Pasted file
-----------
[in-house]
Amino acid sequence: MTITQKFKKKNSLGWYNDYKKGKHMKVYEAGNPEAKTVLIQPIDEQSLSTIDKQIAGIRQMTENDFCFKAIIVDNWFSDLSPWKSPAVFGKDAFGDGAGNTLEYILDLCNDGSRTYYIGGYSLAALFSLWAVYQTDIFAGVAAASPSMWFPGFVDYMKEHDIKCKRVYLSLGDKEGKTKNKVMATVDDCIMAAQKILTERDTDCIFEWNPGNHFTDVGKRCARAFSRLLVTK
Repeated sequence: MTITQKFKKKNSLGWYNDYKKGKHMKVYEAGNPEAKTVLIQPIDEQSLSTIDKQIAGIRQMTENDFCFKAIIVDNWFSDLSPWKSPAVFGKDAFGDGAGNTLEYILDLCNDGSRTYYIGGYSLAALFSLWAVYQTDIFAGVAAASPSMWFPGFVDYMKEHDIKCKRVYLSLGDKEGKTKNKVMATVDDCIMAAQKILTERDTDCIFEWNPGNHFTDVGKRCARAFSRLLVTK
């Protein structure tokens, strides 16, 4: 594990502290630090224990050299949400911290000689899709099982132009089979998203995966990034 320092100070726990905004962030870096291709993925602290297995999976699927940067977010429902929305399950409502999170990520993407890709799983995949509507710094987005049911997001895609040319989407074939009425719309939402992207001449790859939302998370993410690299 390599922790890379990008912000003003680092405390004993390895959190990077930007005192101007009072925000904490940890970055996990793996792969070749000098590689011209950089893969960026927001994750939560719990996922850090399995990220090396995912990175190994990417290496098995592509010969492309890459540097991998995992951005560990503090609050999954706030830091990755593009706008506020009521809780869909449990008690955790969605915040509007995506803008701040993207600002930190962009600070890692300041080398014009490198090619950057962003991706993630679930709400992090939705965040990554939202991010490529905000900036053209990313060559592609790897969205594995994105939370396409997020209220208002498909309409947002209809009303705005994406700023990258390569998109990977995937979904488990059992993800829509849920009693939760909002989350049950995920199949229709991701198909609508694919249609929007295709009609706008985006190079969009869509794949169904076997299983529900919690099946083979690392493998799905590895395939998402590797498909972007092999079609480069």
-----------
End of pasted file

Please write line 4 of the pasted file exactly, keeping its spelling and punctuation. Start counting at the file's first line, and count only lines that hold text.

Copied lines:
């Protein structure tokens, strides 16, 4: 594990502290630090224990050299949400911290000689899709099982132009089979998203995966990034 320092100070726990905004962030870096291709993925602290297995999976699927940067977010429902929305399950409502999170990520993407890709799983995949509507710094987005049911997001895609040319989407074939009425719309939402992207001449790859939302998370993410690299 390599922790890379990008912000003003680092405390004993390895959190990077930007005192101007009072925000904490940890970055996990793996792969070749000098590689011209950089893969960026927001994750939560719990996922850090399995990220090396995912990175190994990417290496098995592509010969492309890459540097991998995992951005560990503090609050999954706030830091990755593009706008506020009521809780869909449990008690955790969605915040509007995506803008701040993207600002930190962009600070890692300041080398014009490198090619950057962003991706993630679930709400992090939705965040990554939202991010490529905000900036053209990313060559592609790897969205594995994105939370396409997020209220208002498909309409947002209809009303705005994406700023990258390569998109990977995937979904488990059992993800829509849920009693939760909002989350049950995920199949229709991701198909609508694919249609929007295709009609706008985006190079969009869509794949169904076997299983529900919690099946083979690392493998799905590895395939998402590797498909972007092999079609480069």